Earlier this week Laurel Snyder blogged on writing a book about inclusion and diversity and the job of being Jewish. She is the author of the picture book Baxter, the Pig Who Wanted to Be Kosher.
Once I saw David Goldin’s wonderful pictures of Baxter, I immediately fell in love with the little pig. Then I began to imagine where his further adventures might take him. But trying to write a sequel actually feels pretty difficult to me.
I mean, is Baxter actually becoming Jewish? How far can I take that?
The thing about Baxter is that he’s clueless, a total outsider, and so he has the advantage of being able to ask any question without feeling bad about himself for not knowing something. Baxter doesn’t feel ashamed of his lack of Hebrew. Why should he? Think of him as a toddler — a non-Jewish toddler, wandering through a Jewish world. He’s the ultimate simple son!
So in some sense, any Jewish experience he has will be fun, and educational.
In Baxter’s Hole‑y Hut, I imagine Baxter might be confused to discover a building with a roof full of holes, and so (being a helpful pig) take to hammering a solid roof on the thing, only to be scolded in the morning. In this way he (and the reader) might learn how to make a sukkah (and why it’s made that way).
In Baxter and the Magical Clothesline, Baxter might try to dry his undergarments, and then find he’s stumbled into an eruv. Of course, Baxter would have no idea what that was, and try over and over again to grasp the concept (with which I’m struggling myself, to be honest).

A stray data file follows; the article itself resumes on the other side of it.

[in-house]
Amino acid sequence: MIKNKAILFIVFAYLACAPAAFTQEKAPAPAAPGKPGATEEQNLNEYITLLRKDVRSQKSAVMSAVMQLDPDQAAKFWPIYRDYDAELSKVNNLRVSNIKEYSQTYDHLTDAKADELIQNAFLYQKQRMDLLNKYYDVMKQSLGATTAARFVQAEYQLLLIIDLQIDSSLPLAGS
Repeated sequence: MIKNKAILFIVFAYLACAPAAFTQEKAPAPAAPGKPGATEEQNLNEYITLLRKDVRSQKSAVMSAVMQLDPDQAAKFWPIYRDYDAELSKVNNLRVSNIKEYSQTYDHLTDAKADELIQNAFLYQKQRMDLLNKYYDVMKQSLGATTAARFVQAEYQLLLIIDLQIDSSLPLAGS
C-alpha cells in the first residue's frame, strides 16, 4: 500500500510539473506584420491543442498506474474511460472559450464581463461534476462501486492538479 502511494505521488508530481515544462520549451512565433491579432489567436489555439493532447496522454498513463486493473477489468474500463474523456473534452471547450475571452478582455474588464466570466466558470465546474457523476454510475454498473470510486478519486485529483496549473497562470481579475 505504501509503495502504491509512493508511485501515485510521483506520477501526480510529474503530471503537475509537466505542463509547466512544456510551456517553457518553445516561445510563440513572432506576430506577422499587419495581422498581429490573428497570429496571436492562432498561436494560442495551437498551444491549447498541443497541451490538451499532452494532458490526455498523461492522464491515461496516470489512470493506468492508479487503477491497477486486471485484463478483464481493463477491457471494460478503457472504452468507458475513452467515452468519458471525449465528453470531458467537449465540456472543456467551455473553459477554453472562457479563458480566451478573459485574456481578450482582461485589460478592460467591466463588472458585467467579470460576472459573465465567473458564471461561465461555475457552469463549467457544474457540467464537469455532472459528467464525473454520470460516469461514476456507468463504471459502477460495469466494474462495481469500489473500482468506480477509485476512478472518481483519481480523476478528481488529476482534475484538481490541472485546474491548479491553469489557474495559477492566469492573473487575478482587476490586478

In Baxter’s Big Bat Mitzvah, Baxter might be informed (by a 12-year-old girl) about the importance of proper attire, and forget his studies in the hunt for a lovely gown, only to find himself floundering on the big day.
In Fast, Baxter, Fast! I think Baxter probably gets invited to celebrate Yom Kippur, and accepts the invitation, though he thinks he’s being invited to a race. When he shows up in a track suit, antics ensue.
And in Baxter, the Loveliest Queen, our porcine friend attends a Purim party (as Esther), where everyone thinks he’s a kid in a pig suit.
Other suggestions that have been made are that Baxter should try his luck at Jewish overnight camp, and that he should visit Israel. But my brilliant friend Jenn has suggested the best sequel so far, which takes things in a whole new direction: Moishe, the Brisket That Wished to Be Treif.
What about you — any suggestions for the next Baxter book?
Baxter, the Pig Who Wanted to Be Kosher comes out this week. Laurel Snyder has been blogging all week for the Jewish Book Council and MyJewishLearning.
How Baxter Came to Be
The Job of Being Jewish
Baxter the Pig: The Simple Son